Keene went on to tell the council, “Harley-Davidsons are the ‘Cadillacs’ of motorcycles, so we invest a lot in them. While bikers may be interested in tattoos and chrome, some of us also share interests in art.” He said that he buys not only local art, but also that of artists from places he’s visited.
“So, we do shop at the events we attend,” Keene said, adding that bikers also love the environment. “We love music- blues and jazz, religion and most importantly, we like reaching out to those that are in need. I have yet to find a more charitable crowd than the bikers when there is a community in need.”

What is a bikefest?
The event would include activities geared towards a biker demographic, strategically planned to accommodate their interests, in hopes of creating a tradition for loyal motorcycle enthusiasts to participate in for years to come.
Event activities include: bike shows; “weenie bite” rides, where passengers get on a bike with a driver and try to take a bite out of a dangling hotdog; bike rodeos that show off a rider’s slow-speed skills, such as the “road kill” event, where riders attempt to pick up stuffed animals inside a small area; and other entertaining demonstrations.
Events are all geared around having fun while practicing safety. Of course, there will be food and beverage venders serving sodas, tea and beer. Keene said, “There is always live music, and many events end with a fireworks show.”
There is no admission fee for spectators. The public is free to wander around throughout the venue. Entrance fees are charged for the competitions to fund prizes.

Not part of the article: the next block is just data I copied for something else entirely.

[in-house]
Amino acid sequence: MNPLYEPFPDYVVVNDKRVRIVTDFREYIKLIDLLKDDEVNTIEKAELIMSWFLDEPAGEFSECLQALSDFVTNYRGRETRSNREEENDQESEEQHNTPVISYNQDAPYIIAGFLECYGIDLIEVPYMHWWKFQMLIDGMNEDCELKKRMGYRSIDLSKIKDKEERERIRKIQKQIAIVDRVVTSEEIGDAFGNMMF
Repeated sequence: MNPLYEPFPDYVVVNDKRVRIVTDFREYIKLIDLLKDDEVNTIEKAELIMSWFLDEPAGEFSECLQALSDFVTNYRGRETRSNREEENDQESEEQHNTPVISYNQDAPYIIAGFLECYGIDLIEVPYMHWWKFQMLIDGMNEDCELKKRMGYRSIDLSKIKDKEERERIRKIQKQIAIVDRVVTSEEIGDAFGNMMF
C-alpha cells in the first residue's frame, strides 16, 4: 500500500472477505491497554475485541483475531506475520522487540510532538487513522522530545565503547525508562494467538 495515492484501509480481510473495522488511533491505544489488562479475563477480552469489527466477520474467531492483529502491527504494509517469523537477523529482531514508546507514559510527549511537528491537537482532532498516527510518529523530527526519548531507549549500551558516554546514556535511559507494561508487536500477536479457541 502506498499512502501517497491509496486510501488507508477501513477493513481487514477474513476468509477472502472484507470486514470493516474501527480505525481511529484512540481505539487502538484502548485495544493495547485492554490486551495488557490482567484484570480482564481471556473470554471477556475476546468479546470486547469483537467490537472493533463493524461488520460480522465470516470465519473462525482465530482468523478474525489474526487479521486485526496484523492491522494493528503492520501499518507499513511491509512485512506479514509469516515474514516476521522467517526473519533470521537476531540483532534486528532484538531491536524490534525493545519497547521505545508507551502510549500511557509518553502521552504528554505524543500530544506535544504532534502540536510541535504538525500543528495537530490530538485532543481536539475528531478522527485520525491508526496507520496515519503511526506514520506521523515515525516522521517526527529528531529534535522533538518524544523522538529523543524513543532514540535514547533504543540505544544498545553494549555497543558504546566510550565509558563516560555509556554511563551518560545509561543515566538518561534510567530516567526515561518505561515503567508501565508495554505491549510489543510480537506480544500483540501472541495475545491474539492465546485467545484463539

Harley-Davidson will also cover production and design of an event shirt through sponsors. The town would be involved with the event logo designs, and proceeds will benefit local groups such as the CB Volunteer Fire Department and Rescue Squad. Keene told the council at the Jan. 23 work session that the group also plans to donate proceeds to the Colonial Beach Elementary School Fire Fund, as well.
At the Jan. 23 work session, the group was primarily there for the council’s final blessing to turn the first Annual Colonial Beach BikeFest into a reality and a huge success. However, the group took considerable time updating the council on event planning, to date.
Keene discussed the group’s progress over the last five months. “We have held several [organizational] meetings at High Tides restaurant.” He said that many local businesses and key planners for the event have worked well together to iron-out plans and ideas.
“Ideas were passed around and pitched, all working towards making this event a huge success for local business owners, because that’s what it’s all about, which in turn, will revitalize Colonial Beach and put you back on the map as a great destination place,” Keene told the council.
Keene reported that he has been doing his research and has spoken to many motorcycle event-goers. He said that many of the folks he’s talked to about an event in Colonial Beach were very excited because it is so close. The reason this information is so important for Colonial Beach is twofold- Not only is Colonial Beach centrally located to several big cities such as Richmond, Fredericksburg, Washington, DC and parts of Maryland, but in recent economic impact studies of similar events, almost half of the event-goers are usually “day-trippers”. Of the other half of event-goers, on average, the party size is 2.7 visitors, and many of them stay an average of two nights at the event’s location.